Connect with us

Commodities

Storms, Covid Raise Fear of Worst North Korea Famine Since 1990s By Bloomberg

Published

on


© Reuters. Storms, Covid Raise Fear of Worst North Korea Famine Since 1990s

(Bloomberg) — Three destructive typhoons, U.S.-backed sanctions and the global pandemic are fueling concern that North Korea’s 26 million people could slip back into the devastating food shortages the country faced during the rule of Kim Jong Un’s father in the 1990s.

Kim said the country is under “an intensive struggle” to recover from the floods and typhoons, according to the official Korean Central News Agency. Kim has been shown repeatedly exhorting officials to minimize the damage to crops and boost yields.

“How many people have endured and struggled with the difficult environment this year?” Kim said, appearing to cry in his speech during a massive military parade on Oct. 10. “The patriotic devotion of our People’s Army soldiers on the quarantine front and in natural disaster recovery front cannot be treated without tears of gratitude.”

A trio of major storms hit the country in just two weeks in August and September, just before the main annual harvests, disrupting food supplies in a nation where the United Nations World Food Program estimates some 40% of the population is already undernourished. The devestation follows a poor harvest last year and disruption to food imports from China and elsewhere due to the coronavirus.

“People are reportedly selling their assets and furniture, taking loans, and going to the mountains to find medicinal herbs, forage for food and cultivate small patches of land to survive,” the UN’s Special Rapporteur on North Korean human rights wrote in an advance copy of a report to the General Assembly this week.

Border closures due to Covid that reduced imports of agricultural inputs such as fuel and fertilizer during planting earlier this year could lead to this year’s harvest being the smallest since 1994, the report said.

While extreme weather events have disrupted farming around the world, North Korea is especially vulnerable. A mountainous country, only 22% of its land is suitable for crops, according to the UN Food and Agriculture Organization. The nation’s isolation from global trade have also left it perennially dependent on food aid, mostly from China. Floods and droughts in the 1990s led to a famine that killed as much as 10% of the population.

“North Korea’s dependence on rain-fed agriculture, limited high-quality arable land, low mechanization of the farming sector and challenges with importing agricultural inputs such as fertilizers, combine to make the country vulnerable to climatic shocks,” Kun Li, UN World Food Program spokeswoman for Asia and the Pacific, said in an interview.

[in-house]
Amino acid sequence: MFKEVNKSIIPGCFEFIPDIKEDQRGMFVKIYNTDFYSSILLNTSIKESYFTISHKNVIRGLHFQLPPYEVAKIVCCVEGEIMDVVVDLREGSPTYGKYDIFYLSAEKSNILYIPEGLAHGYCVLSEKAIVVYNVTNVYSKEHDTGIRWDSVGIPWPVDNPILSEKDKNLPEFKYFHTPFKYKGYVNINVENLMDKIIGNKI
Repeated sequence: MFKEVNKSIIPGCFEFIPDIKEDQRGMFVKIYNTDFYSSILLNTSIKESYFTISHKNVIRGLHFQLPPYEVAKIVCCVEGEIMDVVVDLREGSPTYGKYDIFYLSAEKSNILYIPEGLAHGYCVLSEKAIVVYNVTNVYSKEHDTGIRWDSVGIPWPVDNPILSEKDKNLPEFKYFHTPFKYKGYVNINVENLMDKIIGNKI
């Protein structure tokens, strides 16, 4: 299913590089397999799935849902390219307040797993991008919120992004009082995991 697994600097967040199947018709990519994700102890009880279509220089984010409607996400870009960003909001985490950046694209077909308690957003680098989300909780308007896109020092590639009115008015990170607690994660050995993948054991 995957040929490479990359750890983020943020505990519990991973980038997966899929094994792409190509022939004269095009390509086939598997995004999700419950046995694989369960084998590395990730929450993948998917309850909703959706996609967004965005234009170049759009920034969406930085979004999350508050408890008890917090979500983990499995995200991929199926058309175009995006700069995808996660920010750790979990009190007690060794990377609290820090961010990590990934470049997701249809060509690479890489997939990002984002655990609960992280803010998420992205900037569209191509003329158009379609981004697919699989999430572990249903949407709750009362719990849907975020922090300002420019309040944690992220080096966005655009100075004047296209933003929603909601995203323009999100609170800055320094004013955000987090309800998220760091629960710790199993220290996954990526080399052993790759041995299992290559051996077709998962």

Despite improvements in North Korea’s farm output over the past few decades, the country is still in the bottom quarter of the Global Hunger Index, and in the top quarter of the Index for Risk Management in terms of disaster risk. Floods and drought regularly strike North Korea in the same year, contributing to a perennial annual deficit of about 1 million tons of food, according to FAO estimates.

In the summer of 2018, temperatures rose as much as 11 degrees Celsius above average, followed by a typhoon and floods in August, destroying more than 17,000 hectares (42,000 acres) of crops, according to a report by the UN Office for the Coordination of Humanitarian Affairs. The same year, the economy shrank by the most since 1997. Fitch Solutions expects the same level of contraction this year as the pandemic led to border closures and flooding destroyed swathes of crops.

State media organization KCNA said average summer precipitation this year was the second highest in the past 25 years. Reports in February and April alluded to “abnormal climatic phenomena” due to global warming. South Korea’s weather office predicted average temperatures in its northern neighbor will be 15% higher over the next 20 years than in the three decades to 2010.

North Korea’s climate risk has been made worse by decades of deforestation. Starting in the 1970s, people cut down trees to clear hillsides for farming, said Myeong Soojeong, a chief research fellow at Korea Envoronment Institute. Almost 900,000 hectares of forest have been lost over the past three decades, according to the FAO.

That makes the nation more vulnerable both to higher temperatures and flooding bacause of the lack of trees to soak up excess rainwater, said Kong Woo-seok, a geography professor at Kyung Hee University in Seoul.

“It’s a vicious cycle,” Kong said. “Global warming accelerates the frequency and intensity of extreme weather events, for which North Korea is particularly vulnerable due to its isolated economy and lack of social infrastructure.”

©2020 Bloomberg L.P.





Source link

Continue Reading
Click to comment

Leave a Reply

Your email address will not be published. Required fields are marked *

Commodities

Oil Demand May See Lasting Impact From Pandemic, World Bank Says By Bloomberg

Published

on

By


© Reuters. Oil Demand May See Lasting Impact From Pandemic, World Bank Says